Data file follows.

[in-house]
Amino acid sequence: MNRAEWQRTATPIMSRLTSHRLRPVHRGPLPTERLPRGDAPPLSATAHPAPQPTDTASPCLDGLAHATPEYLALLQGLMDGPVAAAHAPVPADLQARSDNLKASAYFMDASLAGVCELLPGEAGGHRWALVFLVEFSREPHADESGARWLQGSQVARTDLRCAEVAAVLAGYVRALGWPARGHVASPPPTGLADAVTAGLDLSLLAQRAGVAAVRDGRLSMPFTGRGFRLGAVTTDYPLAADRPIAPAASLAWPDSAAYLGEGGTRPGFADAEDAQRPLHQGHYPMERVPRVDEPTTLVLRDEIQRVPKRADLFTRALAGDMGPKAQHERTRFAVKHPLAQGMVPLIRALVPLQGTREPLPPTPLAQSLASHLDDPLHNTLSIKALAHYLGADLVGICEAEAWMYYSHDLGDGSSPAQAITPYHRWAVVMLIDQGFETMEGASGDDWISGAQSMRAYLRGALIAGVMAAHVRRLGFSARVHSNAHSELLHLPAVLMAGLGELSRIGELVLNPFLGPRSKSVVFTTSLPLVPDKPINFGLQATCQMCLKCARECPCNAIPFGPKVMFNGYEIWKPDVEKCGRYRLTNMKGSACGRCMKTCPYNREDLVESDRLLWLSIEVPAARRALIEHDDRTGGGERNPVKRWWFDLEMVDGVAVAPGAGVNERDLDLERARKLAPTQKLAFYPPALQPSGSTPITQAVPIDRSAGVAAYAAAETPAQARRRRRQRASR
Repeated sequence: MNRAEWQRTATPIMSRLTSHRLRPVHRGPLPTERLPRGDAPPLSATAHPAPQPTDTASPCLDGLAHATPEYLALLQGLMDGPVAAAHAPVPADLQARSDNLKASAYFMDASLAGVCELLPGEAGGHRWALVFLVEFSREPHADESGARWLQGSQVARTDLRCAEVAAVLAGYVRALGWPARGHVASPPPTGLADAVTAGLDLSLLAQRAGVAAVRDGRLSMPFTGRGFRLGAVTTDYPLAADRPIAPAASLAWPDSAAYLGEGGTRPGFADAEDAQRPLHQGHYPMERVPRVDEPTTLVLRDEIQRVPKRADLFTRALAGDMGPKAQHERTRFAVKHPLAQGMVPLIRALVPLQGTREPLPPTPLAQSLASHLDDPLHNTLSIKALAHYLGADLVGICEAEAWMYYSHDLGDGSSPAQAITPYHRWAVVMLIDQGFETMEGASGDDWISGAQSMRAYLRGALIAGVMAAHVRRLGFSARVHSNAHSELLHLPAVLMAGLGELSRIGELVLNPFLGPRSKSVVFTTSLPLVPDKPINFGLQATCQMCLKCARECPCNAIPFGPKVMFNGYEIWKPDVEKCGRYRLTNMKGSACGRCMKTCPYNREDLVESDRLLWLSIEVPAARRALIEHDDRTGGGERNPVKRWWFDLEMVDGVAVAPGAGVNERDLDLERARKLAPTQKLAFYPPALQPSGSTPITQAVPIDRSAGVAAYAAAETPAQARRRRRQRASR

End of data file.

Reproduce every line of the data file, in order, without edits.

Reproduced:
[in-house]
Amino acid sequence: MNRAEWQRTATPIMSRLTSHRLRPVHRGPLPTERLPRGDAPPLSATAHPAPQPTDTASPCLDGLAHATPEYLALLQGLMDGPVAAAHAPVPADLQARSDNLKASAYFMDASLAGVCELLPGEAGGHRWALVFLVEFSREPHADESGARWLQGSQVARTDLRCAEVAAVLAGYVRALGWPARGHVASPPPTGLADAVTAGLDLSLLAQRAGVAAVRDGRLSMPFTGRGFRLGAVTTDYPLAADRPIAPAASLAWPDSAAYLGEGGTRPGFADAEDAQRPLHQGHYPMERVPRVDEPTTLVLRDEIQRVPKRADLFTRALAGDMGPKAQHERTRFAVKHPLAQGMVPLIRALVPLQGTREPLPPTPLAQSLASHLDDPLHNTLSIKALAHYLGADLVGICEAEAWMYYSHDLGDGSSPAQAITPYHRWAVVMLIDQGFETMEGASGDDWISGAQSMRAYLRGALIAGVMAAHVRRLGFSARVHSNAHSELLHLPAVLMAGLGELSRIGELVLNPFLGPRSKSVVFTTSLPLVPDKPINFGLQATCQMCLKCARECPCNAIPFGPKVMFNGYEIWKPDVEKCGRYRLTNMKGSACGRCMKTCPYNREDLVESDRLLWLSIEVPAARRALIEHDDRTGGGERNPVKRWWFDLEMVDGVAVAPGAGVNERDLDLERARKLAPTQKLAFYPPALQPSGSTPITQAVPIDRSAGVAAYAAAETPAQARRRRRQRASR
Repeated sequence: MNRAEWQRTATPIMSRLTSHRLRPVHRGPLPTERLPRGDAPPLSATAHPAPQPTDTASPCLDGLAHATPEYLALLQGLMDGPVAAAHAPVPADLQARSDNLKASAYFMDASLAGVCELLPGEAGGHRWALVFLVEFSREPHADESGARWLQGSQVARTDLRCAEVAAVLAGYVRALGWPARGHVASPPPTGLADAVTAGLDLSLLAQRAGVAAVRDGRLSMPFTGRGFRLGAVTTDYPLAADRPIAPAASLAWPDSAAYLGEGGTRPGFADAEDAQRPLHQGHYPMERVPRVDEPTTLVLRDEIQRVPKRADLFTRALAGDMGPKAQHERTRFAVKHPLAQGMVPLIRALVPLQGTREPLPPTPLAQSLASHLDDPLHNTLSIKALAHYLGADLVGICEAEAWMYYSHDLGDGSSPAQAITPYHRWAVVMLIDQGFETMEGASGDDWISGAQSMRAYLRGALIAGVMAAHVRRLGFSARVHSNAHSELLHLPAVLMAGLGELSRIGELVLNPFLGPRSKSVVFTTSLPLVPDKPINFGLQATCQMCLKCARECPCNAIPFGPKVMFNGYEIWKPDVEKCGRYRLTNMKGSACGRCMKTCPYNREDLVESDRLLWLSIEVPAARRALIEHDDRTGGGERNPVKRWWFDLEMVDGVAVAPGAGVNERDLDLERARKLAPTQKLAFYPPALQPSGSTPITQAVPIDRSAGVAAYAAAETPAQARRRRRQRASR